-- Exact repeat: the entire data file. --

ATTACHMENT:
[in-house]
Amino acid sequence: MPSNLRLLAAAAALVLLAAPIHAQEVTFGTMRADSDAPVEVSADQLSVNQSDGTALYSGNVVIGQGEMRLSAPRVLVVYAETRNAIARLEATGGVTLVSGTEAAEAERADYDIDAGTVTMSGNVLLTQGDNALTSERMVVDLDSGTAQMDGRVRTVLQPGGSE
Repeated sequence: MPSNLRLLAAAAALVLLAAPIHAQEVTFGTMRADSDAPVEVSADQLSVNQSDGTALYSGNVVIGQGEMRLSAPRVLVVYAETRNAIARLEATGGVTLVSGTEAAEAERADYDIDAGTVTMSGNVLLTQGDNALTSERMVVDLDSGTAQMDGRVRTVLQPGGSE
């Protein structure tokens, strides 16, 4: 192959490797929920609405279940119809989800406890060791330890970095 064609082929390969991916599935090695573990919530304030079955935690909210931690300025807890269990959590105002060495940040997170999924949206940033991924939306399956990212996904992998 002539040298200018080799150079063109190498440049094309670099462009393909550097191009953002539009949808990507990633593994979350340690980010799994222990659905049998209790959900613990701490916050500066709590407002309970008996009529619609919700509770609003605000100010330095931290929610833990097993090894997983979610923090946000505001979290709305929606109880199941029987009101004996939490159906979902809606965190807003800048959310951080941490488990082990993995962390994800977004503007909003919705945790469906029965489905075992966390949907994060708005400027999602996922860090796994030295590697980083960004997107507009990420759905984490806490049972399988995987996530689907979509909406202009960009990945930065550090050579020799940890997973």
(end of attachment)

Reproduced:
[in-house]
Amino acid sequence: MPSNLRLLAAAAALVLLAAPIHAQEVTFGTMRADSDAPVEVSADQLSVNQSDGTALYSGNVVIGQGEMRLSAPRVLVVYAETRNAIARLEATGGVTLVSGTEAAEAERADYDIDAGTVTMSGNVLLTQGDNALTSERMVVDLDSGTAQMDGRVRTVLQPGGSE
Repeated sequence: MPSNLRLLAAAAALVLLAAPIHAQEVTFGTMRADSDAPVEVSADQLSVNQSDGTALYSGNVVIGQGEMRLSAPRVLVVYAETRNAIARLEATGGVTLVSGTEAAEAERADYDIDAGTVTMSGNVLLTQGDNALTSERMVVDLDSGTAQMDGRVRTVLQPGGSE
């Protein structure tokens, strides 16, 4: 192959490797929920609405279940119809989800406890060791330890970095 064609082929390969991916599935090695573990919530304030079955935690909210931690300025807890269990959590105002060495940040997170999924949206940033991924939306399956990212996904992998 002539040298200018080799150079063109190498440049094309670099462009393909550097191009953002539009949808990507990633593994979350340690980010799994222990659905049998209790959900613990701490916050500066709590407002309970008996009529619609919700509770609003605000100010330095931290929610833990097993090894997983979610923090946000505001979290709305929606109880199941029987009101004996939490159906979902809606965190807003800048959310951080941490488990082990993995962390994800977004503007909003919705945790469906029965489905075992966390949907994060708005400027999602996922860090796994030295590697980083960004997107507009990420759905984490806490049972399988995987996530689907979509909406202009960009990945930065550090050579020799940890997973």